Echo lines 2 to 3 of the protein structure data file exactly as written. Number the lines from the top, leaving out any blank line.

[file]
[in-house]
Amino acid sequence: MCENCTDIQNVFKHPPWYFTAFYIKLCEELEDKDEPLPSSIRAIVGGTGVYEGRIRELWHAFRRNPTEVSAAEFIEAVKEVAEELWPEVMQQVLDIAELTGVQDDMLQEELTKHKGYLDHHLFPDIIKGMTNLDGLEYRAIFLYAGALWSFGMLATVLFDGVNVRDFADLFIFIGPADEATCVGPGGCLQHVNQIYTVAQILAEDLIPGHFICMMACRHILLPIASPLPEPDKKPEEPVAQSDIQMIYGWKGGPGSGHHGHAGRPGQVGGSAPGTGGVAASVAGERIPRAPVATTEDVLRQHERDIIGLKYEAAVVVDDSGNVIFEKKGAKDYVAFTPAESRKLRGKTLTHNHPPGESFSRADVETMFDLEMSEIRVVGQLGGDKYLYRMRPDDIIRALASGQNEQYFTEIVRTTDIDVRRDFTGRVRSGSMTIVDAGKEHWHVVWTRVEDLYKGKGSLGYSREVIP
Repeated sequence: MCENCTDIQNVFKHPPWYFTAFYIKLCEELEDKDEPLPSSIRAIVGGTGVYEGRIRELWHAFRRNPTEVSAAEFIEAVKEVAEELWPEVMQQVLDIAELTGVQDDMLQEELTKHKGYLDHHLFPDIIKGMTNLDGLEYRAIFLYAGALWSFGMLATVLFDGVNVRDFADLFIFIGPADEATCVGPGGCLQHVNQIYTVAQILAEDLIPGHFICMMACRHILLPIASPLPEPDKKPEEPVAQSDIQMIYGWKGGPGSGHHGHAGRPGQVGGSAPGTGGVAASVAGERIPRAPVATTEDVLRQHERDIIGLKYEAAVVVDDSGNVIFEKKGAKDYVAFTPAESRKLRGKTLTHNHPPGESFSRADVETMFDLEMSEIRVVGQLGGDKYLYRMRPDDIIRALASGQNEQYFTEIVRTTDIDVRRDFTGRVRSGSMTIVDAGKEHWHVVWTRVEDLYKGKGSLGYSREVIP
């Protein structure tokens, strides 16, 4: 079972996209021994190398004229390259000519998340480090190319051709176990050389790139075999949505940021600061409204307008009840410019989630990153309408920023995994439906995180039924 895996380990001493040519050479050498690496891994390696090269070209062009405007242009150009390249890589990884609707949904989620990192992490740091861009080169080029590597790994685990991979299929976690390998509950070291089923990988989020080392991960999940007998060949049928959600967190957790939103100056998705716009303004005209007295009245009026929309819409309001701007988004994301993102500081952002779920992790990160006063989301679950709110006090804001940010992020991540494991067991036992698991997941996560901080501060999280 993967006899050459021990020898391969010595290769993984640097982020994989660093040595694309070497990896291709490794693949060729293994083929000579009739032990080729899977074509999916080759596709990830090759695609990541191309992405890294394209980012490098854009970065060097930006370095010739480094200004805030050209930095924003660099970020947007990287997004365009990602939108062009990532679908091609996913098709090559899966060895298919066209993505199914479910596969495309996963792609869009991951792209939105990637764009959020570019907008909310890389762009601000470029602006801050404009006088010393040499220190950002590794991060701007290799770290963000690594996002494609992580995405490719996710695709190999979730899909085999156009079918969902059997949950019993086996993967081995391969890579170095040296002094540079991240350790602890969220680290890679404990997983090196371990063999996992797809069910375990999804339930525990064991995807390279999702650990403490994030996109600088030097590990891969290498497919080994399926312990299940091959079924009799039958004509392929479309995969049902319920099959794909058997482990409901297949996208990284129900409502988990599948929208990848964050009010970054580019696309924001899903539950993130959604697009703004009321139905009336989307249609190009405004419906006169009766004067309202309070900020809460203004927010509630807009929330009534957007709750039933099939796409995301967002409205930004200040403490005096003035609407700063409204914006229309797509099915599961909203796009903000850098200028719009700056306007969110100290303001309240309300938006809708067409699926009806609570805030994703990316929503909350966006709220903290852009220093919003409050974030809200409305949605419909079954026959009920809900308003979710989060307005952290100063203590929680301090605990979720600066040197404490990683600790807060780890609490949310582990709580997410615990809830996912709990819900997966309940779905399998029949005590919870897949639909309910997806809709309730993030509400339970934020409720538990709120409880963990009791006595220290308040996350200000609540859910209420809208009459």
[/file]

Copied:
Amino acid sequence: MCENCTDIQNVFKHPPWYFTAFYIKLCEELEDKDEPLPSSIRAIVGGTGVYEGRIRELWHAFRRNPTEVSAAEFIEAVKEVAEELWPEVMQQVLDIAELTGVQDDMLQEELTKHKGYLDHHLFPDIIKGMTNLDGLEYRAIFLYAGALWSFGMLATVLFDGVNVRDFADLFIFIGPADEATCVGPGGCLQHVNQIYTVAQILAEDLIPGHFICMMACRHILLPIASPLPEPDKKPEEPVAQSDIQMIYGWKGGPGSGHHGHAGRPGQVGGSAPGTGGVAASVAGERIPRAPVATTEDVLRQHERDIIGLKYEAAVVVDDSGNVIFEKKGAKDYVAFTPAESRKLRGKTLTHNHPPGESFSRADVETMFDLEMSEIRVVGQLGGDKYLYRMRPDDIIRALASGQNEQYFTEIVRTTDIDVRRDFTGRVRSGSMTIVDAGKEHWHVVWTRVEDLYKGKGSLGYSREVIP
Repeated sequence: MCENCTDIQNVFKHPPWYFTAFYIKLCEELEDKDEPLPSSIRAIVGGTGVYEGRIRELWHAFRRNPTEVSAAEFIEAVKEVAEELWPEVMQQVLDIAELTGVQDDMLQEELTKHKGYLDHHLFPDIIKGMTNLDGLEYRAIFLYAGALWSFGMLATVLFDGVNVRDFADLFIFIGPADEATCVGPGGCLQHVNQIYTVAQILAEDLIPGHFICMMACRHILLPIASPLPEPDKKPEEPVAQSDIQMIYGWKGGPGSGHHGHAGRPGQVGGSAPGTGGVAASVAGERIPRAPVATTEDVLRQHERDIIGLKYEAAVVVDDSGNVIFEKKGAKDYVAFTPAESRKLRGKTLTHNHPPGESFSRADVETMFDLEMSEIRVVGQLGGDKYLYRMRPDDIIRALASGQNEQYFTEIVRTTDIDVRRDFTGRVRSGSMTIVDAGKEHWHVVWTRVEDLYKGKGSLGYSREVIP